"At age fourteen, by a process of osmosis, of dirty jokes, whispered secrets and filthy ballads, Tristan learned of sex. When he was fifteen he hurt his arm falling from the apple tree outside Mr Thomas Forester's house: more specifically from the apple tree outside Miss Victoria Forester's bedroom window. To Tristan's regret, he had caught no more than a pink and tantalising glimpse of Victoria, who was his sister's age and, without any doubt, the most beautiful girl for a hundred miles around."
Neil Gaiman, Stardust, p. 29.Knocked through this very quickly and pleasurably, patting myself on the back for noting various references to what Grimm fairy-tales I've read (the Dr got both books for Christmas). Gaiman's got the feel, the strangeness and the Freudian undertones (glimpses of vivid sex and brutality) spot on, though his morality is more fathomable and consistent.
It's also much more plotty, and longer as one sustained story than the Grimm stuff. It could have been far longer in fact, but Gaiman glosses over digressionary adventures in a sentence, teasing us with details from his fairy-tale world without having to get all indulgently epic about it.
Tristan wants to impress Victoria, and to get rid of him she says she'll do anything if he'll fetch her the star they've just watched falling. Tristan sets off, but the star fell on the far side of the Wall that keeps out the lands of Faerie. He's not the only one who wants the fallen star. And she's not best pleased either.
Tristan's a bit late in discovering girls at 14, isn't he? Though I guess they didn't have James Bond films in the 1830s. And in the prologue for (the never written) "Wall", there's a girl who comes on for the first time at 13. Which - and I admit not to being an authority on the subject - seems a bit late. Perhaps both characters hold onto their innocence later than most because of their connection to Faerie.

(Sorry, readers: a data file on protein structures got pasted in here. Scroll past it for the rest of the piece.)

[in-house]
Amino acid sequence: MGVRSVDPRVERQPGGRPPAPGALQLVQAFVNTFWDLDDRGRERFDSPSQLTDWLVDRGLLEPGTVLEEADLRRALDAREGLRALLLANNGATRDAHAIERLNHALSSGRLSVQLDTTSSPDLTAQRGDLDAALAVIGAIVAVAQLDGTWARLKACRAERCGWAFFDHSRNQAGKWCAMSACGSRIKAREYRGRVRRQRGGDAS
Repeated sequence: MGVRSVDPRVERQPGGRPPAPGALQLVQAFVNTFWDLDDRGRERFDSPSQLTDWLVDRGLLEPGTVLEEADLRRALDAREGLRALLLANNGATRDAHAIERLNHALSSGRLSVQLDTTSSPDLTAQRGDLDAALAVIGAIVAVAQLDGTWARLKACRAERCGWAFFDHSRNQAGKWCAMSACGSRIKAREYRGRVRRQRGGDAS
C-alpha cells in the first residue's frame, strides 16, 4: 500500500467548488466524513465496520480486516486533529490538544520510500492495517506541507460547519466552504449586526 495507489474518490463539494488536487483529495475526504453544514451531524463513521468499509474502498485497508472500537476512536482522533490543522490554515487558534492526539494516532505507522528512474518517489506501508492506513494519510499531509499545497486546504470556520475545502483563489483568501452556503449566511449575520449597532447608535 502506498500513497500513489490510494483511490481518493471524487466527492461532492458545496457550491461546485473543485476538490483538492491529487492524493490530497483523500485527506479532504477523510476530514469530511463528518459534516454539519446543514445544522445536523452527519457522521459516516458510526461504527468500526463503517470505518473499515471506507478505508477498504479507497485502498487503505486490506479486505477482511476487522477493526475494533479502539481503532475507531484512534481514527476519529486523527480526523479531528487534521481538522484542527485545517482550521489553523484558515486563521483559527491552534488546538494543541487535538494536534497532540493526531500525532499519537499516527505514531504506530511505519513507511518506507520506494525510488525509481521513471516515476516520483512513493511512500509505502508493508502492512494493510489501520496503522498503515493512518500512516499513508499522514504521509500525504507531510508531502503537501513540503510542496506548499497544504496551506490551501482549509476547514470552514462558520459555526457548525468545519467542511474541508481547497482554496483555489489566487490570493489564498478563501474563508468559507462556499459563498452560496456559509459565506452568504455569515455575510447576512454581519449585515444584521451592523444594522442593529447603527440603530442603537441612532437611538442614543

The fairy world is a real and fascinating place, which also reminded me of Little, Big and Strange and Norrell, and bits of CS Lewis. The ending made me think of Arwen from Lord of the Rings. And I'm aware that all of these are helping themselves from older mythologies which I should really get round to reading one day.
As with Clarke's book, it's set in the 19th century and mixes the period costume we know with fanciful fairy-tale world - grounding the made-up with familiar history. Since we feel we know something of the parochial life of Victorian small towns, it makes everything more credible and real.
It's a little predictable, and sometimes the revelations are a bit too spelt out. We don't need Victoria, for example, to explain how there's two Monday's this week. And though it's simply told, wryly funny and charming, it's also odd and spooky and really not one for children.
Not that they wouldn't enjoy it, I just think they'd miss what it's really about. It's not about a childish world of make believe, but that we (ourselves as adults and as modern society) have left that childish world behind.
Related stuff, if you're bovvered: